For this entry I chose to use The Fairytale Tarot designed by Karen Mahony and Alex Ukolov, with artwork by Irena Triskova (Magic Realist Press).
|The Fairytale Tarot (Magic Realist Press)|
"And as they sat thus, behold, a peal of thunder, and with the violence of the thunderstorm, lo there came a fall of mist, so thick that not one of them could see the other. And after the mist it became light all around. And when they looked towards the place where they were wont to see cattle, and herds, and dwellings, they saw nothing now, neither house, nor beast, nor smoke, nor fire, nor man, nor dwelling; but the houses of the Court empty, and desert, and uninhabited, without either man or beast within them. And truly all their companions were lost to them, without their knowing aught of what had befallen them, save those four only." ~ The Mabinogion*
This event, as reported in the Welsh Mabinogion, sets the stage for the fairytale on which this card is based. The tale, called "The Escape of the Mouse," also appears in the Lilac Fairy Book. Following the loss of their farms and possessions, the four friends decide to learn a trade. They learn to make saddles. However, they prove so good at it, that the local saddlers plan to murder them. They flee to another town, where they learn to make shields. The same thing happens again. In a third town, they make such exquisite shoes that no one will buy from other shoemakers. They are run out of town again.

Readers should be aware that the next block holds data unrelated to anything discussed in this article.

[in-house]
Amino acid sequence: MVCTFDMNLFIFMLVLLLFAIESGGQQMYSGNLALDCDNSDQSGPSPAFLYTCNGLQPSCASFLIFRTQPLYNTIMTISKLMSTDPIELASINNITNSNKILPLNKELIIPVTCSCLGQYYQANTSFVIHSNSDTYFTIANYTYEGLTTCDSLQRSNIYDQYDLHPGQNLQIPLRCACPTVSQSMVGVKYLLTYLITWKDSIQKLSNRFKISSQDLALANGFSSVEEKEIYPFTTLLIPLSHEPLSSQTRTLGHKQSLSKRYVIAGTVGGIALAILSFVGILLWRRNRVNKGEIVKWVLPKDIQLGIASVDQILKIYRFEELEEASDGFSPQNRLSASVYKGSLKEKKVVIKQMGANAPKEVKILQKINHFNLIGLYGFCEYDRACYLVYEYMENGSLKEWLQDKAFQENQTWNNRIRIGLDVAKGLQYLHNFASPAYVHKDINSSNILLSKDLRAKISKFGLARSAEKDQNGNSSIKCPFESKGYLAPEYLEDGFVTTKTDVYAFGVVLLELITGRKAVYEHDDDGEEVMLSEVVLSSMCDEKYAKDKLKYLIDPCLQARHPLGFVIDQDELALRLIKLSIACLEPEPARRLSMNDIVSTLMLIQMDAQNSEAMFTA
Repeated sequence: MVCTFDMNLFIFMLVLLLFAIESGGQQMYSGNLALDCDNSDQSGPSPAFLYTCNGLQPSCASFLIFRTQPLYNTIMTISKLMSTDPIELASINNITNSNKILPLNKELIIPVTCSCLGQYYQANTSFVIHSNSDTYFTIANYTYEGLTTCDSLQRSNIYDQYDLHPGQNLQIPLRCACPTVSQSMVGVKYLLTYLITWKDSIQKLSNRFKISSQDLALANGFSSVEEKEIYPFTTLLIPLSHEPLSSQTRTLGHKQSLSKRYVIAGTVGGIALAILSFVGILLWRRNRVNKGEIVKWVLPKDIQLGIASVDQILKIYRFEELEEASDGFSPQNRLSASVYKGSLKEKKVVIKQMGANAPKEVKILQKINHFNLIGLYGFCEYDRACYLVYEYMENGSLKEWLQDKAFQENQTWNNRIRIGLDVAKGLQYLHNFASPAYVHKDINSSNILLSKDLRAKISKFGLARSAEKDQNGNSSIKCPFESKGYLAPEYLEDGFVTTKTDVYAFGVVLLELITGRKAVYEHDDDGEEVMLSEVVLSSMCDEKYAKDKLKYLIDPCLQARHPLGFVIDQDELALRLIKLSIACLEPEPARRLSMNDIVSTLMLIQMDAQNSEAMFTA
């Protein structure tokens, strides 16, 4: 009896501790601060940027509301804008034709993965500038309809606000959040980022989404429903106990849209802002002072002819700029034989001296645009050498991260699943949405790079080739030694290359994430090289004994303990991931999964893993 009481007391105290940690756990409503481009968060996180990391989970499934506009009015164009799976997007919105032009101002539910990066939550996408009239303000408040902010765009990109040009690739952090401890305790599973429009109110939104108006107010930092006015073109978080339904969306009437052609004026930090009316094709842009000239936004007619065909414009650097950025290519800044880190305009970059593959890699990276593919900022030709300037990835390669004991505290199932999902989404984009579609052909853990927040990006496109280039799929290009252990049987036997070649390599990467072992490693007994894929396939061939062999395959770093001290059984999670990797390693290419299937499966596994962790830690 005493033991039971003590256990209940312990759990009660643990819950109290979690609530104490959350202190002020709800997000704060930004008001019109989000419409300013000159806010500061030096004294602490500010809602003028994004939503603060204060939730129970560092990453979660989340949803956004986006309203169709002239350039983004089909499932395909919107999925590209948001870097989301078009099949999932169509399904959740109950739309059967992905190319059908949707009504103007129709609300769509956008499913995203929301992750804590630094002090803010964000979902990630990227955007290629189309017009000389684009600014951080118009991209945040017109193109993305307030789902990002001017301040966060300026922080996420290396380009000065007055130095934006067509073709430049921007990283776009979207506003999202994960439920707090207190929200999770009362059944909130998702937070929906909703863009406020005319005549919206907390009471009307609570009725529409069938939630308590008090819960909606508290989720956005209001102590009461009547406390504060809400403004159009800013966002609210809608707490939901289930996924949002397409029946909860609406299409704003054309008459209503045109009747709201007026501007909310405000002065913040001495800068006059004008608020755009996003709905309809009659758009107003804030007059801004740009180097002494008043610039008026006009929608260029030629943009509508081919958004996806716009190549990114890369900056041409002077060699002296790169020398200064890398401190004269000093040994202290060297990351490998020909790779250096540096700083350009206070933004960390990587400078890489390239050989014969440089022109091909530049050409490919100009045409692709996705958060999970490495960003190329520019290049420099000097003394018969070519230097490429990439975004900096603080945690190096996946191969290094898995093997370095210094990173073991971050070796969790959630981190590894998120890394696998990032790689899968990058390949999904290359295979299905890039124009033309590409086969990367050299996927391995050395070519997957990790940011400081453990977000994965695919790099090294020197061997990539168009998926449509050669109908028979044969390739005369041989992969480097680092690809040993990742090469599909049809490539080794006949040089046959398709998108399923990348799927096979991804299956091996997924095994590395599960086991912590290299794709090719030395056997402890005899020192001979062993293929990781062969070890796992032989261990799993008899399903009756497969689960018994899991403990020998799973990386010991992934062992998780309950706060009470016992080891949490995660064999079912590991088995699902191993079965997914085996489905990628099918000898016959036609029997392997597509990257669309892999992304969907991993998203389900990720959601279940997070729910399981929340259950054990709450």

This is the part of the story that relates directly to the Three of Coins, a card about "skill, hard work, and the recognition and admiration that come with such abilities." (Mahony) The number Three typically suggests a team effort or the involvement of more than one or two people. Mahony notes that this tale also calls our attention to the "problematic aspects" of becoming highly skilled and masterful at something. Such an achievement attracts admiration, to be sure, but can also engender jealousy and hostility.
Divinatory Meanings provided by Mahony: Mastering a skill or craft # Becoming known for what you do # A justifiable pride in your attainment # Creating a masterpiece # Understanding that "overnight success" takes years of work.
If you are interested in reading the rest of the tale, including the part about the mouse, click _HERE_.
*The Mabinogion, translated by Gwyn Jones and Thomas Jones. Translation and introduction copyright Gwyn Jones and Thomas Jones, 1949. Revisions and additions, Gwyn Jones and Mair Jones, 1974. Revisions, additions and Index or Proper Names, Gwyn Jones and Mair Jones, 1989. Revisions, Gwyn Jones and Mair Jones, 1993. J.M. Dent, Orion Publishing Group and Charles E. Tuttle Co., Inc. ISBN 0-460-87297-4.
About the deck: Karen Mahony tells us that in creating The Fairytale Tarot, she and Alex Ukolov "wanted very definitely to make a deck for adults, a deck that acknowledged and appreciated these tales as they were originally told B complete with shadows and, sometimes, a dark sensuality." She writes that the cards are designed to "clearly relate to accepted tarot meanings, but in ways that are thought-provoking and expansive, and most importantly of all, transformative."